Of Prayer—A Perpetual Exercise of Faith. The Daily Benefits Derived from It.

by John Calvin


The Daily Benefits Derived from It. This treatise on prayer comes from Book III, Chapter 20 of Calvin's magnum opus, Institutes of the Christian Religion. In it, Calvin answers questions concerning to whom Christians should address their prayers, how they should formulate prayers, and what practices may benefit or injure the development of a prayerful life. As he seeks answers to these questions, Calvin meditates on the Lord's Prayer as a model for meaningful, righteous praying. His inquiry and meditation possess the same degree of scriptural and theological scholarship that characterize the wider body of his work. Although one can read these words on prayer simply because of their immense influence upon history, they can still challenge and instruct us today.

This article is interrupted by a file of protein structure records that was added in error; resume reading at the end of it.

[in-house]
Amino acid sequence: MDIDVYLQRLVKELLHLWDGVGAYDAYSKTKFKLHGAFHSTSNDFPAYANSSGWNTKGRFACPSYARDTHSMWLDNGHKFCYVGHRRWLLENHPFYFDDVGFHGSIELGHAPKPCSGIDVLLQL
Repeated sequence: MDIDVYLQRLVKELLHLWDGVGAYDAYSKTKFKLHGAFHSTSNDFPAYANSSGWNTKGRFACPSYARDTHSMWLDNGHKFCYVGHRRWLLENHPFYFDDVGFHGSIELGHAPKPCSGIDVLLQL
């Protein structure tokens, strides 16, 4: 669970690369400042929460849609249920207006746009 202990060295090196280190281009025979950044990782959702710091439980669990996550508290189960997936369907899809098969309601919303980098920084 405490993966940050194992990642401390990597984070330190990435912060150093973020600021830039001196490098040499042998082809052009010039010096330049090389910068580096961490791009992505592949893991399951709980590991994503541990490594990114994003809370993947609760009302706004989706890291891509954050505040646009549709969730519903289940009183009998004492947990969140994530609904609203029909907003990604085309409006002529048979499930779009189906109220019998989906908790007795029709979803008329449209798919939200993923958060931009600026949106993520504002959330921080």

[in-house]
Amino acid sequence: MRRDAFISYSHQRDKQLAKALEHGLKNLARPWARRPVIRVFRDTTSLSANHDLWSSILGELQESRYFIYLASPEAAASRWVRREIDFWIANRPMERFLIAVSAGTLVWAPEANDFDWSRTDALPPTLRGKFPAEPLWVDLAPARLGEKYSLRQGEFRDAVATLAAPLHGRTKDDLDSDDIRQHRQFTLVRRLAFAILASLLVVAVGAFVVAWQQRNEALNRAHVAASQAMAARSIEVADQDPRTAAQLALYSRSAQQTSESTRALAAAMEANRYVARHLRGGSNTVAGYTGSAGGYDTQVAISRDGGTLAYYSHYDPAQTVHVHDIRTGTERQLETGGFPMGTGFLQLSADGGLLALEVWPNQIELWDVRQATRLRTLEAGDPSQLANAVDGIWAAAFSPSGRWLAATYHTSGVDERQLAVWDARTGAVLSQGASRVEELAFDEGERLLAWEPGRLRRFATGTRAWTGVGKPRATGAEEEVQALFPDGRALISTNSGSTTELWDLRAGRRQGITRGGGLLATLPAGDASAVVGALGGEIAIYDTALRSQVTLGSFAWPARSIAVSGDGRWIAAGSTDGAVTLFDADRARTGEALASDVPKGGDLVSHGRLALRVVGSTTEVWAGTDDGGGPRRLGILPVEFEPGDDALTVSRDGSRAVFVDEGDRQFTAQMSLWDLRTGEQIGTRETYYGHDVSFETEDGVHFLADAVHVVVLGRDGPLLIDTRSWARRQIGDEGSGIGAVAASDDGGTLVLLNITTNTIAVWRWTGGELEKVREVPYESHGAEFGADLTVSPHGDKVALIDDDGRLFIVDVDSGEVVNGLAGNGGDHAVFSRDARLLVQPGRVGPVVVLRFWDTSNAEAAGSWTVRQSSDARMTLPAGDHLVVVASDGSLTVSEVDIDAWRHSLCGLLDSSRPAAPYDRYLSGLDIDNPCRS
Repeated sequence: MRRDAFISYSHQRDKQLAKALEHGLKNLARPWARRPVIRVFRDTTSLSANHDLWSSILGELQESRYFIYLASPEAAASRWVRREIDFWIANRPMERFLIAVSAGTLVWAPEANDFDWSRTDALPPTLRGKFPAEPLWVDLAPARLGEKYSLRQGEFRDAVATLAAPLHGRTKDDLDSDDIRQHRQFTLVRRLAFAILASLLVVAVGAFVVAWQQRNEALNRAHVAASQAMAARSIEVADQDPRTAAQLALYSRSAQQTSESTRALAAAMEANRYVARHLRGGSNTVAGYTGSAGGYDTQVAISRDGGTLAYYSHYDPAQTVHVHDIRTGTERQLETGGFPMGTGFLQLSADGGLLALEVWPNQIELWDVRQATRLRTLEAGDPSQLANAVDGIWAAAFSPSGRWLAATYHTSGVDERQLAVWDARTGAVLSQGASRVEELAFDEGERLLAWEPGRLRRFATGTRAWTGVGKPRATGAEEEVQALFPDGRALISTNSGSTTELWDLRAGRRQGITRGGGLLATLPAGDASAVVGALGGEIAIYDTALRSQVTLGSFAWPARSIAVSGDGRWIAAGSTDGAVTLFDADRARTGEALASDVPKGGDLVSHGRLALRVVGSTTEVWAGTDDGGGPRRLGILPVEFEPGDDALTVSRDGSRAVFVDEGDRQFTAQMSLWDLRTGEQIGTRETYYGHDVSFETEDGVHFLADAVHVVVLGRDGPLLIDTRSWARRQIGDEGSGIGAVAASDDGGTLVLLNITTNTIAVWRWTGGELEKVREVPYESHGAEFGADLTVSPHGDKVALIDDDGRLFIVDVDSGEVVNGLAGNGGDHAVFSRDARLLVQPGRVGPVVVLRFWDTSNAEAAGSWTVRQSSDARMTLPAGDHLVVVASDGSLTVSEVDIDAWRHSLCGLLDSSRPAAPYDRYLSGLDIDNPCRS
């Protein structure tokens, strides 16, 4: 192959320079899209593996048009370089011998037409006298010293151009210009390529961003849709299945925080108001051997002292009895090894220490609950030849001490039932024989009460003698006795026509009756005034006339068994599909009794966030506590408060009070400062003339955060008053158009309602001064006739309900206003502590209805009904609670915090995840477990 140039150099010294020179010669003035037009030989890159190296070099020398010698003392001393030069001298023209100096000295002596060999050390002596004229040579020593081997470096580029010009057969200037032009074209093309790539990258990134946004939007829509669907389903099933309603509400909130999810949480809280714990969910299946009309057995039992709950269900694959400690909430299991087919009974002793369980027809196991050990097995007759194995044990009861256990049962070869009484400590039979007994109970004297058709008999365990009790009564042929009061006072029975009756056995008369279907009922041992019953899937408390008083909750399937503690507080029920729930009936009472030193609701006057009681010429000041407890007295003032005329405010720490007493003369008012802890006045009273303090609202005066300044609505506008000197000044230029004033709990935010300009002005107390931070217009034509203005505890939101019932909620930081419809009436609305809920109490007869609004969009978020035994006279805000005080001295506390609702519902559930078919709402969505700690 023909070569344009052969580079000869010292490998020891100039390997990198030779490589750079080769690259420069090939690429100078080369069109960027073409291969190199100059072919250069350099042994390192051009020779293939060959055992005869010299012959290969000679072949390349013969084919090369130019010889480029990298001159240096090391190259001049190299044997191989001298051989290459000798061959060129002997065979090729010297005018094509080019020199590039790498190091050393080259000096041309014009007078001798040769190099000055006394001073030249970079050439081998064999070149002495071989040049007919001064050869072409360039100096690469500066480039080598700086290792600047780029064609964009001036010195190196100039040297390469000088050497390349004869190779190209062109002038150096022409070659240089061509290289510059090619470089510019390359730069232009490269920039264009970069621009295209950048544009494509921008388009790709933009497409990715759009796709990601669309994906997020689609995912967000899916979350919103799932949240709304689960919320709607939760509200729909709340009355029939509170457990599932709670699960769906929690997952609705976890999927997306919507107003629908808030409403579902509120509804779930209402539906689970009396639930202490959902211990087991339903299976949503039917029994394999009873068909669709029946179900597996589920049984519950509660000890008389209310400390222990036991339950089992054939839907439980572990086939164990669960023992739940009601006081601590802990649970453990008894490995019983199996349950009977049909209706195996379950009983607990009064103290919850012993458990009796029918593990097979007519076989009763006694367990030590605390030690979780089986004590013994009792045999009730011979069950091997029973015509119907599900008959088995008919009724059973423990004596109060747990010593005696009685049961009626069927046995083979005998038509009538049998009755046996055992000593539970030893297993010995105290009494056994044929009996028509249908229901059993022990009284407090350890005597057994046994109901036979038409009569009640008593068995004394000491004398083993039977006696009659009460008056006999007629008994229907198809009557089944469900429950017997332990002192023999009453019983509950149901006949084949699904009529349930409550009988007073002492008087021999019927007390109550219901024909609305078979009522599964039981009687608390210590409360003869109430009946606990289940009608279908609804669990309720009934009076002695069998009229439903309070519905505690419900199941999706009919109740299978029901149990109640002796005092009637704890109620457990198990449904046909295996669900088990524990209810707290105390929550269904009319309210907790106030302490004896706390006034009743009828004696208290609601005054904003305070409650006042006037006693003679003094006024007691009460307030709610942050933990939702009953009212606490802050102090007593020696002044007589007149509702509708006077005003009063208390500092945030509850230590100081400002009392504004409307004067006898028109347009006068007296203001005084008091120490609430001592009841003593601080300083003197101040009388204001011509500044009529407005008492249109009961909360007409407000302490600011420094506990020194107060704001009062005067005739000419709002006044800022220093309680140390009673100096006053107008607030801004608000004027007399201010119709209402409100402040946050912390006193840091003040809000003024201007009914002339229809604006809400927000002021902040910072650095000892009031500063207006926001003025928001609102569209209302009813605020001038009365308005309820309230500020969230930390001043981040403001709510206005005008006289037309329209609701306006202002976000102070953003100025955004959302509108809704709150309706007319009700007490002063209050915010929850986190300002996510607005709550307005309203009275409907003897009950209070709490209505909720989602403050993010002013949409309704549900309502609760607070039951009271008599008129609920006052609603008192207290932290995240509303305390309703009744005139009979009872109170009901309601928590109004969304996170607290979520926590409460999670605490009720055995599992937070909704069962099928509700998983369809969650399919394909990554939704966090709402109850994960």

Kathleen O'Bannon

CCEL Staff

About John Calvin

View author page »

Picture of John Calvin
Picture of John Calvin
Source: Wikipedia
Born: July 10, 1509 (at noyon)
Died: May 27, 1564 (at geneva)
Related topics: Early works, Calvin, Jean,--1509-1564, Calvinism, Commentaries, Biography, …
VIEWNAME is workInfo